Readings Digest 17.11.17: Communicate Clearly

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Men vs Women: Women tend to take less risk when investing


The inspiration for this week’s reflection is Tom brakke’s book Letters to a young analyst. It contains many nuggets of wisdom for the aspiring investment professional. Tom writes a series of letters to a young professional (Tim), one of which is on learning to communicate clearly.

“Too often, those who analyze investments are unable to communicate their ideas very well.” The ability to communicate clearly and succinctly is essential in any profession. Most professionals swim in complexity as they prefer to speak in complex language and enjoy including complex terms to their presentations and writings. But do these add value to the listeners? The intention could be that audiences will be mesmerized. A lot can be hidden behind compex words and these can make customers and clients wary when things are not clear. Invest not in what you do not understand would be a good caution to heed.

My goal has been to try to explain things simply while respecting the intelligence of the audience. That’s  one of the reasons why I enjoy teaching as it forces me to think of ways to explain economics, finance and accounting concepts to my students in ways that not only help them understand and apply the concepts but also arouse their curiosity in the subject matter. The feedback has been very encouraging.  Isaac Newton challenges me that If I can’t explain a concept to a six-year-old, then perhaps I don’t understand it myself.

Richard Feynman is a role model here. During the hearing at the commission investigating the cause of the 1986 Challenger disaster where the Space Shuttle Challenger was destroyed killing all seven crew members, he practically explained how the failure of the O-rings led to the disaster. The simplicity of the explanation is captivating. Watch it here.  Perhaps he was motivated by what Mortimer J. Adler writes in How to read a book that “The person who says he knows what he thinks but cannot express it usually does not know what he thinks.”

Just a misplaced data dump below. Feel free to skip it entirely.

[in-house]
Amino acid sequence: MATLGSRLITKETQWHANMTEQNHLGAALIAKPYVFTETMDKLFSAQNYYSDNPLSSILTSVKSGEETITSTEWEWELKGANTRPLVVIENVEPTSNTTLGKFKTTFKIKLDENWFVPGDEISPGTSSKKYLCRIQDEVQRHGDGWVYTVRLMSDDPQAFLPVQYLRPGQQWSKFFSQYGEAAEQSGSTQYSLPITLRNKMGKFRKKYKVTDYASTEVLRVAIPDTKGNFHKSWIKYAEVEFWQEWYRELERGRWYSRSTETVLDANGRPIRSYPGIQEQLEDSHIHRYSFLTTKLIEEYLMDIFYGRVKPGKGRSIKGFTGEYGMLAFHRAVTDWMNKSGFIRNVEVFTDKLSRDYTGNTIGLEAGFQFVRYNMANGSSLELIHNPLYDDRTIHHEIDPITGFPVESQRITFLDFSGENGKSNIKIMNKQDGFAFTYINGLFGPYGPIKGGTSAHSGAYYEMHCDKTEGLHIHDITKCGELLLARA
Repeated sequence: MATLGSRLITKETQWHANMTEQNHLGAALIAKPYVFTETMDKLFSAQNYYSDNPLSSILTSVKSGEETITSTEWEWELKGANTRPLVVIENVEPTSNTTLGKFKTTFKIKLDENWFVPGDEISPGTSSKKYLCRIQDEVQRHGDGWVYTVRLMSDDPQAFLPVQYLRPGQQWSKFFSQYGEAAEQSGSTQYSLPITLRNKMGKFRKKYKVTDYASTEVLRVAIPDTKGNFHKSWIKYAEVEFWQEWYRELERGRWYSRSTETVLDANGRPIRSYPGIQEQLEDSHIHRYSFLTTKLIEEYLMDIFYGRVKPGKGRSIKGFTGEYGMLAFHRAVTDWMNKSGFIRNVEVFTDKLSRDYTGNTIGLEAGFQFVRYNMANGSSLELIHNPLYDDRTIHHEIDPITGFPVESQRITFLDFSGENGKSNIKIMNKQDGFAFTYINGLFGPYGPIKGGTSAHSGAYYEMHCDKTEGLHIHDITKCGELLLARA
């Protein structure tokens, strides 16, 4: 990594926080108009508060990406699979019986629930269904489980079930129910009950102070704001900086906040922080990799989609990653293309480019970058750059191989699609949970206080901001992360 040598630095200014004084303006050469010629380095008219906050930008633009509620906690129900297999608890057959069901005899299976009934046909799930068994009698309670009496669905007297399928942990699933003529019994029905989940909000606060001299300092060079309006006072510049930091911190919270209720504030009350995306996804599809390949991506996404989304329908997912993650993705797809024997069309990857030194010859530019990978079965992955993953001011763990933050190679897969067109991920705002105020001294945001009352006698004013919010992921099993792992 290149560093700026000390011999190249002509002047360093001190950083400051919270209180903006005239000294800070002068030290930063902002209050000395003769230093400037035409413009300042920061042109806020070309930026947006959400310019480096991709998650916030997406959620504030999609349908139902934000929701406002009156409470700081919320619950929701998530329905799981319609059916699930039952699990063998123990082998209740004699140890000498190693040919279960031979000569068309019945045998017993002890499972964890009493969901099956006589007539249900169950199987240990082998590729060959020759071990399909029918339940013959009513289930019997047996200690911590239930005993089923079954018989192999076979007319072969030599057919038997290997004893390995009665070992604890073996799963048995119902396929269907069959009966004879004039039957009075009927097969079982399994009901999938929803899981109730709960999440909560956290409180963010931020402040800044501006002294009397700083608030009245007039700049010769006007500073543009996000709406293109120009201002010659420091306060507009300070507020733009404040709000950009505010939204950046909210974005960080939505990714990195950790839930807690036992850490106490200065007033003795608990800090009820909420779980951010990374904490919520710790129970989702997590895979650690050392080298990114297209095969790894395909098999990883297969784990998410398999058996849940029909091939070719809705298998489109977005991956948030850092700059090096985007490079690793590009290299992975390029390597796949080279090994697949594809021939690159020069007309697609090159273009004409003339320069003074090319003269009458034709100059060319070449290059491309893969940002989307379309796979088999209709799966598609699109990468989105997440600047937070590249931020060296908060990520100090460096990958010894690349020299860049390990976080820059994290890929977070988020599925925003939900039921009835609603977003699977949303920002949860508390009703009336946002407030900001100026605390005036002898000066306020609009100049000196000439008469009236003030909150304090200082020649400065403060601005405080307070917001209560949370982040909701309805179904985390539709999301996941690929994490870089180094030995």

Tom Brakke continues: “It’s a well-kept secret:  One of the best ways to differentiate yourself in this business is to learn to tell your story and your stories so that people will listen.” Learn  to communicate clearly is a clear tool in the arsenal be it in making presentations, writing, or speaking. The Feyman technique is a good start: “Choose a concept. Teach it to a toddler. Identify gaps and go back to the source material. Review and simplify”

Have a communicative weekend, won´t you?

What I’ve been reading:

Richard H. Thaler: The Premortem
Learn to conduct a premortem instead of a post mortem:”Assume we are at some time in the future when the plan has been implemented, and the outcome was a disaster. Write a brief history of that disaster” It gives opportunity for critique and helps spark creative ways of thinking
Betterment: Data Suggests Women Are Better (Behaved) Investors

Research shows that women are better at investing than men. So perhaps next time you are looking for someone to help manage your money, look for a woman. Why? They less frequent asset allocation changes, take in less risk and stay in their when the market experiences tumoil. In short, women are more in line with being long term investors who aere more likely to benefit from the power of compounding.

The Economist: The network effect
On the power of networking:  Three key things when it comes to  networking: abandon all shame, prepare well to have something to say and work hard at it: “Being a good networker pays off—but it requires skill as well as shamelessness.”
Craig Shapiro: Knowing Your Audience
Craig Shapiro, founder of the collaborative fund, tells an interesting story on how he wanted to sell out his app to the public and got two companies to collaborate on something they had never thought before but which ended up benefitting all three of them. He started off by cold-calling one of the companies. His lessons:
  • “Every business is about solving other people’s problems. If you want to solve your own problem, focus on solving theirs first”
  • “…everyone has an itch. Figuring out how to align others’ interests with the success of yours is a glide path to success.”
New Podcast: Animal Spirits
  • Ben Carlson and Michael Batnick, two of my favorite finance bloggers because of their simplicity and honesty, have launched a new podcast called Animal Spirits. In episode 1, they give their background information on how they got into investing, tell a bit on how they invest in their personal portfolios and how they have moved from constant trading to more reduced trading with very little annual turnover.
  • Mike: Was doing triple leveraged ETFs (you can win or loss three times your original investment with these) with inherited money. In 2012, 11000 USD on commissions. He does not trade at all and no desire to read the tea leaves. He encourages people to trade to a small limited amount.
  • Ben: Observed that many money managers perform very poorly and chose to invest in a portfolio that is very stable and he does into change it often. He has a small holding in bitcoin and  is mildly enthusiastic on it.
Quote of the week
“There are no perfect jobs (or investment portfolios). Step one is finding a job (or investment stance) that works for you. Steps two through one-hundred are dealing with and accepting the drawbacks to your job (or investment strategy) and being content with your chosen path.”

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